Points of View

How communities can utilize Opportunity Zones

Sam Stebbins

Today and tomorrow, we are hosting bipartisan scholars in a series of events centered on job creation and the working class. One of the subjects that these experts will discuss with West Michigan leaders is Opportunity Zones.

 

Opportunity Zones were established by the Tax Cuts and Jobs Act of 2017 to “encourage long-term investments in low-income urban and rural communities nationwide,” according to the Economic Innovation Group. The program provides a tax incentive for those who invest in areas determined to have been “cut off from capital and experienced a lack of business growth.” West Michigan’s Opportunity Zones can be viewed in this map from the Michigan State Housing Development Authority.

 

A September blog from Brookings explains that while many cities have waited for guidance from the U.S. Department of Treasury on determining how to work with the Zones, “a group of community leaders in Cleveland recently convened to address these questions.” This discussion revealed three key components to effectively using Opportunity Zones.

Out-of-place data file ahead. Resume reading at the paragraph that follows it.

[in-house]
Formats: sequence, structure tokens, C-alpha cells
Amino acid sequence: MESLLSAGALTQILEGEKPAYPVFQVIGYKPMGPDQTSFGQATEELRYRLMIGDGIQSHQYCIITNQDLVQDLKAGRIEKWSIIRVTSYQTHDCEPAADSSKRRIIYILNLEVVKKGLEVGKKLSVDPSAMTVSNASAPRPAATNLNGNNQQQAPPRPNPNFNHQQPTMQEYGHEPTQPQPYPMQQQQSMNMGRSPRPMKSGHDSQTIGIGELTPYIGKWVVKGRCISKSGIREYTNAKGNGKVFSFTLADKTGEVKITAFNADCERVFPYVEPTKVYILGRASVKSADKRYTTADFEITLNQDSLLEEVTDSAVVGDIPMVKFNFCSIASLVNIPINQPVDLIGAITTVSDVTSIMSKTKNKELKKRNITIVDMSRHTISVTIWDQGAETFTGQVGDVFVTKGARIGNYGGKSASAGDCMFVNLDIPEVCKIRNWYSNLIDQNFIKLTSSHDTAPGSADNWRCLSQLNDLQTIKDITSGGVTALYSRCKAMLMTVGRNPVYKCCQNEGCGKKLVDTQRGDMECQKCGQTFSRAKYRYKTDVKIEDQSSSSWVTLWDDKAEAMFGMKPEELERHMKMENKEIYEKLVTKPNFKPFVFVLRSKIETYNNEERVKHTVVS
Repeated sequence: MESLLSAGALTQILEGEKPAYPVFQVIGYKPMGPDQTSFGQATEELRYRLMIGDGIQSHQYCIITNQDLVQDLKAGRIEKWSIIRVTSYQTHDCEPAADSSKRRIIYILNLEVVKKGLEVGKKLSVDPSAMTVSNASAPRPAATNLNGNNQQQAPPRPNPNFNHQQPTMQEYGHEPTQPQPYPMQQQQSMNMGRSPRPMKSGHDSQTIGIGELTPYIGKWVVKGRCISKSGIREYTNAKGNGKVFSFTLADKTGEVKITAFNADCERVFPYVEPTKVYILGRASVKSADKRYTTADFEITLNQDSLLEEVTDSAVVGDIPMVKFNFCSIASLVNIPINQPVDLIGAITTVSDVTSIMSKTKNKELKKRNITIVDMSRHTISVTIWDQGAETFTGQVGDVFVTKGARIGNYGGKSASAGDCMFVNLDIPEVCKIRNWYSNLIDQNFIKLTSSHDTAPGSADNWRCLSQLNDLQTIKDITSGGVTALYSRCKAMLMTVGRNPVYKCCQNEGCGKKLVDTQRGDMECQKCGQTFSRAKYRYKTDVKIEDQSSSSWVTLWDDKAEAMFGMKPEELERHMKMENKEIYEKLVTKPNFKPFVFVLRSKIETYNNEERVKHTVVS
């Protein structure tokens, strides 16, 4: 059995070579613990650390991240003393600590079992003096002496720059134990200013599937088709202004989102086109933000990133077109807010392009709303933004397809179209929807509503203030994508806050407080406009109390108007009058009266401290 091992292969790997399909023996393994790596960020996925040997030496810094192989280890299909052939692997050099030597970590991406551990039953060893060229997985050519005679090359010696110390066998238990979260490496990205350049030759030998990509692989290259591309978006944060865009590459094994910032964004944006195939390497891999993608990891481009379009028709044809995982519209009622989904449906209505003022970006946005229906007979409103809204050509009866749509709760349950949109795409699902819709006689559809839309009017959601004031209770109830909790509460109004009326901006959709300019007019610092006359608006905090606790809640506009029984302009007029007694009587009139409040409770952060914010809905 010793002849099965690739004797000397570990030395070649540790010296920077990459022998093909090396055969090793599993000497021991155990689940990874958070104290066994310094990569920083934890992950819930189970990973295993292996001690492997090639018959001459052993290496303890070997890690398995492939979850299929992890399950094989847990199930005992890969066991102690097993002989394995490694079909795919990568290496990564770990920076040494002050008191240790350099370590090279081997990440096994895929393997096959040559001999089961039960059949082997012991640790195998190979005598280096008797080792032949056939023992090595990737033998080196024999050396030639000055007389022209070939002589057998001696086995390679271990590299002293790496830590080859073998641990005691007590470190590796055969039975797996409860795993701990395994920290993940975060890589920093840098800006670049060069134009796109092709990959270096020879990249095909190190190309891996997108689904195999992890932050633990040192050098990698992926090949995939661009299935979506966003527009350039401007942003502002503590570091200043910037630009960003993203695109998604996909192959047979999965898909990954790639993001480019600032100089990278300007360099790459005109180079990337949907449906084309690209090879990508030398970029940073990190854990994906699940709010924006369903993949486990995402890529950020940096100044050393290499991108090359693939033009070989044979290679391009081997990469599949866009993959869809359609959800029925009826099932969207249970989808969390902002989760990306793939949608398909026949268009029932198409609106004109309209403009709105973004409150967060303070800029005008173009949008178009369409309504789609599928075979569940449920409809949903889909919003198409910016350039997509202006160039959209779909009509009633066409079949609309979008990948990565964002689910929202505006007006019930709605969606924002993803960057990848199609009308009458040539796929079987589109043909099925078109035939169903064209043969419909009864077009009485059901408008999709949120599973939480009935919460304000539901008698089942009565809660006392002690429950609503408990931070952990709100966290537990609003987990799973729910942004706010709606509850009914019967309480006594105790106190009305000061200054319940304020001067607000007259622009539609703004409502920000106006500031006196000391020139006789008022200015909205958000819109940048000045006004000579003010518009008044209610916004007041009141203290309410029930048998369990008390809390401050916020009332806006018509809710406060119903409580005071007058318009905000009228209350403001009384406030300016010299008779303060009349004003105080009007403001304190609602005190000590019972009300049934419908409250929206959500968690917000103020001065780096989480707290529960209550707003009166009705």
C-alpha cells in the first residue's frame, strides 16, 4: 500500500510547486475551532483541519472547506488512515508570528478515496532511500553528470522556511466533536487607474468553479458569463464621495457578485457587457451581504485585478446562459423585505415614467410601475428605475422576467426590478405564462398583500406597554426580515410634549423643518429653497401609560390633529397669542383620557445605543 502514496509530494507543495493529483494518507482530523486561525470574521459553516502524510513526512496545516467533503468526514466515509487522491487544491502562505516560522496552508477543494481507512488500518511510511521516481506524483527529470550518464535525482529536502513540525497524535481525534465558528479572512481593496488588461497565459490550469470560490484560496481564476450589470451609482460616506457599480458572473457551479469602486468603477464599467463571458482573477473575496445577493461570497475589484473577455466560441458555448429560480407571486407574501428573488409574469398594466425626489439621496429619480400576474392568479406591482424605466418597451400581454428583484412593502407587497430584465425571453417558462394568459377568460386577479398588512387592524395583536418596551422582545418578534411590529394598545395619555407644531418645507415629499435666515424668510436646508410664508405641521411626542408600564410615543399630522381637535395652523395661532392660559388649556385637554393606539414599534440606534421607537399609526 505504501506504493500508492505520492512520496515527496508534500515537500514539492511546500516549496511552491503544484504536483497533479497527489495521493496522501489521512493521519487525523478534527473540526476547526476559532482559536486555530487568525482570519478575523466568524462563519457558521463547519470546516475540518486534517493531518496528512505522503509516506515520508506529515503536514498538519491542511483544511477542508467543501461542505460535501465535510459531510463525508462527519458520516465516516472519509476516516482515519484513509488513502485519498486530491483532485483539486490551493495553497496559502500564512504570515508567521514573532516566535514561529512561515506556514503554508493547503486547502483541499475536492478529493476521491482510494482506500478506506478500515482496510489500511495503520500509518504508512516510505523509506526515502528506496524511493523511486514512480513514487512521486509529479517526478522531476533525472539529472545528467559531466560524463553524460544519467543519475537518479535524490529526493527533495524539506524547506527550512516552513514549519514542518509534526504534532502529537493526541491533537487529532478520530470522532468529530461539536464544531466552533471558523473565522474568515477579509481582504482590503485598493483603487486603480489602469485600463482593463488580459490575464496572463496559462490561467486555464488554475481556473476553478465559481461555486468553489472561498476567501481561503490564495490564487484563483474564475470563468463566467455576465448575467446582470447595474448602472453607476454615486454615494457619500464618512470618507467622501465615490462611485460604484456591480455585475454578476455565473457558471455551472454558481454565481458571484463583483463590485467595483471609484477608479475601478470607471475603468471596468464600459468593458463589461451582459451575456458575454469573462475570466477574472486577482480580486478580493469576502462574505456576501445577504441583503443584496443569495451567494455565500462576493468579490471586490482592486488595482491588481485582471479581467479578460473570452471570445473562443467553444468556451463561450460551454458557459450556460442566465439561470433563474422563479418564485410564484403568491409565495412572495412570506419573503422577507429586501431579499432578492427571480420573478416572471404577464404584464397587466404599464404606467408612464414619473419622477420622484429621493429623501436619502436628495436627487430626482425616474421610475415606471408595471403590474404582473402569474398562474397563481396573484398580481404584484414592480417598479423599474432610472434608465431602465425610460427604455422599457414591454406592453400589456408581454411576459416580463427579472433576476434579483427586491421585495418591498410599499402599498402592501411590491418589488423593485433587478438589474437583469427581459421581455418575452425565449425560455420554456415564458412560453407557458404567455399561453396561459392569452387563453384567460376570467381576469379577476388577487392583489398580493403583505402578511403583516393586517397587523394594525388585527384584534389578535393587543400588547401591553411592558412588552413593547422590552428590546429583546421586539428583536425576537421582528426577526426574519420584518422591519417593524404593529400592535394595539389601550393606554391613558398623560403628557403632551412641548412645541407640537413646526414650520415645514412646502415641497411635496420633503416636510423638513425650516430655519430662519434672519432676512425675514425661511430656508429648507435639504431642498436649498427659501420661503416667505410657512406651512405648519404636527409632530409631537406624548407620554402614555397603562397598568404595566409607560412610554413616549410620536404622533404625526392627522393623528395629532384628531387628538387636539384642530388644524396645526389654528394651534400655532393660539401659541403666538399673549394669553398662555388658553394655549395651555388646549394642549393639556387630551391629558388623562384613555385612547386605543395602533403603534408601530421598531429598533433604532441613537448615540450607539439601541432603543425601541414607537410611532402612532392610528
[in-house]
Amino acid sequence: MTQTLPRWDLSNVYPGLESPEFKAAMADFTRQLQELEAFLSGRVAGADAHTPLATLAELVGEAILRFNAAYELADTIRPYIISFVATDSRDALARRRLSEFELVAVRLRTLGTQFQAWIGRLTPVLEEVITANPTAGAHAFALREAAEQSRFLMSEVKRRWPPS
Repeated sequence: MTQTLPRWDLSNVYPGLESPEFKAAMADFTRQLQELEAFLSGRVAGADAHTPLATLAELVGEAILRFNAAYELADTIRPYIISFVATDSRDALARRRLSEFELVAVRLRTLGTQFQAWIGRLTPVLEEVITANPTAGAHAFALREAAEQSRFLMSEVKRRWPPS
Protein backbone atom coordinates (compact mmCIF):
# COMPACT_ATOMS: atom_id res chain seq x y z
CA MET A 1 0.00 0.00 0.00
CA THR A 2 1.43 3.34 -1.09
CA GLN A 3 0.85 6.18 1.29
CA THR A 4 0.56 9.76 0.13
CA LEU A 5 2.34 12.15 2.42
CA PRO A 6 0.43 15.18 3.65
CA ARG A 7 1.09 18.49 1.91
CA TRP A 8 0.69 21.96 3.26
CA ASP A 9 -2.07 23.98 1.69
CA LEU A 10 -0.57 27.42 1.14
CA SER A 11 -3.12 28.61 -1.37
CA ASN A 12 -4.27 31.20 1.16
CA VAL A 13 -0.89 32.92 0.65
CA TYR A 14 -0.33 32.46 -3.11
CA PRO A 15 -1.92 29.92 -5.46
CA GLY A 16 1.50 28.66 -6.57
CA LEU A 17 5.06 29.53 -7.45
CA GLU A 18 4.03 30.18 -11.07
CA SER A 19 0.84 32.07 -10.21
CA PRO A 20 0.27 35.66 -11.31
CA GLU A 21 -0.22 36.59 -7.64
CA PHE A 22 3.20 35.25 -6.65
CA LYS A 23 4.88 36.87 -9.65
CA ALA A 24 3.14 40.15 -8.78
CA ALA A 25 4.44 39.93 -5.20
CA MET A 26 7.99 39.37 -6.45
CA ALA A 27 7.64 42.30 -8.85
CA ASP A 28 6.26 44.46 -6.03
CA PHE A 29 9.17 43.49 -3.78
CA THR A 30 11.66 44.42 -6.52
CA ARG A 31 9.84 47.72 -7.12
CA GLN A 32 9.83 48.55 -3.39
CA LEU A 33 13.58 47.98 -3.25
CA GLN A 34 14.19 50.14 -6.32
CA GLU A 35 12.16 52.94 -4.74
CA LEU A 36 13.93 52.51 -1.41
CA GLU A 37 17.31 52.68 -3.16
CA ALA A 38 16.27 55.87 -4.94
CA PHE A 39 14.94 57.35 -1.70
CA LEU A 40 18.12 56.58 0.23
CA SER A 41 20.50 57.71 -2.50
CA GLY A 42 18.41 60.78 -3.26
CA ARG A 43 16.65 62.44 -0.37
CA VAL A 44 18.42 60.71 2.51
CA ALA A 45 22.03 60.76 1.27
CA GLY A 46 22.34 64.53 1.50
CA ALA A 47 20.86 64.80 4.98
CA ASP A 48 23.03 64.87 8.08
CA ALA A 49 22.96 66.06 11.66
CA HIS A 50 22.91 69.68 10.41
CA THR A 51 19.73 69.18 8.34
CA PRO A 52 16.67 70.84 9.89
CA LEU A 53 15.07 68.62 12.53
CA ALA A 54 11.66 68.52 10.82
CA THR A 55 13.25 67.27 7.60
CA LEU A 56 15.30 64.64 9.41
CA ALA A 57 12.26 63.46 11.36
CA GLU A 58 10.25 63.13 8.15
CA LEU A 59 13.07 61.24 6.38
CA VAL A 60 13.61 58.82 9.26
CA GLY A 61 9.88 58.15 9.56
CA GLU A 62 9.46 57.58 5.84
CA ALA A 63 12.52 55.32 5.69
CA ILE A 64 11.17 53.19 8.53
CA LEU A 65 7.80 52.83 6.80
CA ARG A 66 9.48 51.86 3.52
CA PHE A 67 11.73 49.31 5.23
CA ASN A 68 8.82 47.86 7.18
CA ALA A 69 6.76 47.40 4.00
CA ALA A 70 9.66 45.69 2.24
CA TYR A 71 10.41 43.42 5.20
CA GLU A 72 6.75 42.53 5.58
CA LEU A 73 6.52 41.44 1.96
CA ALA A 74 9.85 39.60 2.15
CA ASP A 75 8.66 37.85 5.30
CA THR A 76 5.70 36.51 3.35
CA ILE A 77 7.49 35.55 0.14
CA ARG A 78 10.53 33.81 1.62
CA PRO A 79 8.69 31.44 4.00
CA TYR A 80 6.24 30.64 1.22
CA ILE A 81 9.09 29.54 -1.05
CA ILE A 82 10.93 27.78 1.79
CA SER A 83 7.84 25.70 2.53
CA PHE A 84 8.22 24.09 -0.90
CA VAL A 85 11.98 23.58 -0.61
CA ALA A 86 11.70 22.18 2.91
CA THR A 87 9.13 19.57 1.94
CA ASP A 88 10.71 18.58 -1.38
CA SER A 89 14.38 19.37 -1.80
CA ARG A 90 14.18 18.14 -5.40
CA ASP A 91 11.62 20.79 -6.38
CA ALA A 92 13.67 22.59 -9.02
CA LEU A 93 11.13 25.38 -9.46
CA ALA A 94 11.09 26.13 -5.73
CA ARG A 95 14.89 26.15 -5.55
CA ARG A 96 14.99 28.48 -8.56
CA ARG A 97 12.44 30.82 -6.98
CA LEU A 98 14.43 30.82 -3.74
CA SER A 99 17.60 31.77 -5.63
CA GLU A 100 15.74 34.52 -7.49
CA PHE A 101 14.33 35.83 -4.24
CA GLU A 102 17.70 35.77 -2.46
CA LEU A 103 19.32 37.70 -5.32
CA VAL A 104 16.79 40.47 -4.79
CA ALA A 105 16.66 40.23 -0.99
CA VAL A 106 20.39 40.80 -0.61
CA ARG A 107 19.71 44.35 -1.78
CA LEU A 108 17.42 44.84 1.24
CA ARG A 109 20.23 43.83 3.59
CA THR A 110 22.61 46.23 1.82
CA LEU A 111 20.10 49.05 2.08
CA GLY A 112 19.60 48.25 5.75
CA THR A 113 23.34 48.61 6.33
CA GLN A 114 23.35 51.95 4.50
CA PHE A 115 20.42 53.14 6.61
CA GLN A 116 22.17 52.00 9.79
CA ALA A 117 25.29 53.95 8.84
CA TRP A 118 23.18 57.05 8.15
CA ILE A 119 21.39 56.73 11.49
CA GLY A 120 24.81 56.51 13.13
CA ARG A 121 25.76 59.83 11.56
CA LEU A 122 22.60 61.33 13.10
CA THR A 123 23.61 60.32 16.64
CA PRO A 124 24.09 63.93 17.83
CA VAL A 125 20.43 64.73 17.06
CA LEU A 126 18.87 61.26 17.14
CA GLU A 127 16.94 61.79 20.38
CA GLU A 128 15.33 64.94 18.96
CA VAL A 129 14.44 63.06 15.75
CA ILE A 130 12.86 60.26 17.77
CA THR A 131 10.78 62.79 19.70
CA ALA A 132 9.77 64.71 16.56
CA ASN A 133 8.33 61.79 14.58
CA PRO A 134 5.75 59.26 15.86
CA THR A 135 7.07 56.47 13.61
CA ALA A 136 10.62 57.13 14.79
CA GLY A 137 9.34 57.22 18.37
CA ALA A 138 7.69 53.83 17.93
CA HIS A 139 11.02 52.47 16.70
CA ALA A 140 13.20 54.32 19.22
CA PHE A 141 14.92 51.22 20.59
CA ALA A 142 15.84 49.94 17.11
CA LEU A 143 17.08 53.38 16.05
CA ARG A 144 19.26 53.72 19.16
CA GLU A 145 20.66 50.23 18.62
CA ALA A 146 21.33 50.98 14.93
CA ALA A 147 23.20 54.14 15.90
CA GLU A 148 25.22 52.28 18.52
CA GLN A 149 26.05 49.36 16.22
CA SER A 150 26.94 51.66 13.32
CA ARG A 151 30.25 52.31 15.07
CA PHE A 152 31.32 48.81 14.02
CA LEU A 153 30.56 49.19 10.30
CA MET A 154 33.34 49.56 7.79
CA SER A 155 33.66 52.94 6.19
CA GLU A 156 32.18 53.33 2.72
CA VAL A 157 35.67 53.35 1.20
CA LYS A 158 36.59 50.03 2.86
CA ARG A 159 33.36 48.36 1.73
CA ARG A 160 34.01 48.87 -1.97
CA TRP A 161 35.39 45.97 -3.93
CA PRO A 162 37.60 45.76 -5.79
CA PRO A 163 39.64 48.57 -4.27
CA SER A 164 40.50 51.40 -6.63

Investors and communities must be intentional

Investors and communities must ensure that Opportunity Zone investment “deliver[s] a social benefit commensurate with the revenues that the U.S. Treasury foregoes.” Brookings notes that, for example, housing cost could inflate in one neighborhood within a Zone because that neighborhood sees “lion’s share of investment.” Investors and local leaders must work together to predict and avoid these negative effects.

 

Leaders have existing tools for good outcomes

Local leaders have already worked alongside governors to designate Zones and many have collaborated to determine the best ways to utilize them. These collaborative ties and tools can be used moving forward to use Opportunity Zones for racially equitable outcomes.

 

Investors and community leaders must work alongside philanthropy

Philanthropy can help “provide patient capital and create more of the certainty needed to unlock private investment.” Brookings notes that The Kresge Foundation and Rockefeller Foundation have announced a joint effort to provide grants to support Opportunity Zones. 

 

 

Learn more tomorrow

Tomorrow morning, national scholars Robert Doar, Tamar Jacoby, Anne Kim, and Oren Cass will be speaking with West Michigan leaders about creating jobs, increasing skills, and the working class. Registration for this public event is open here.  

 

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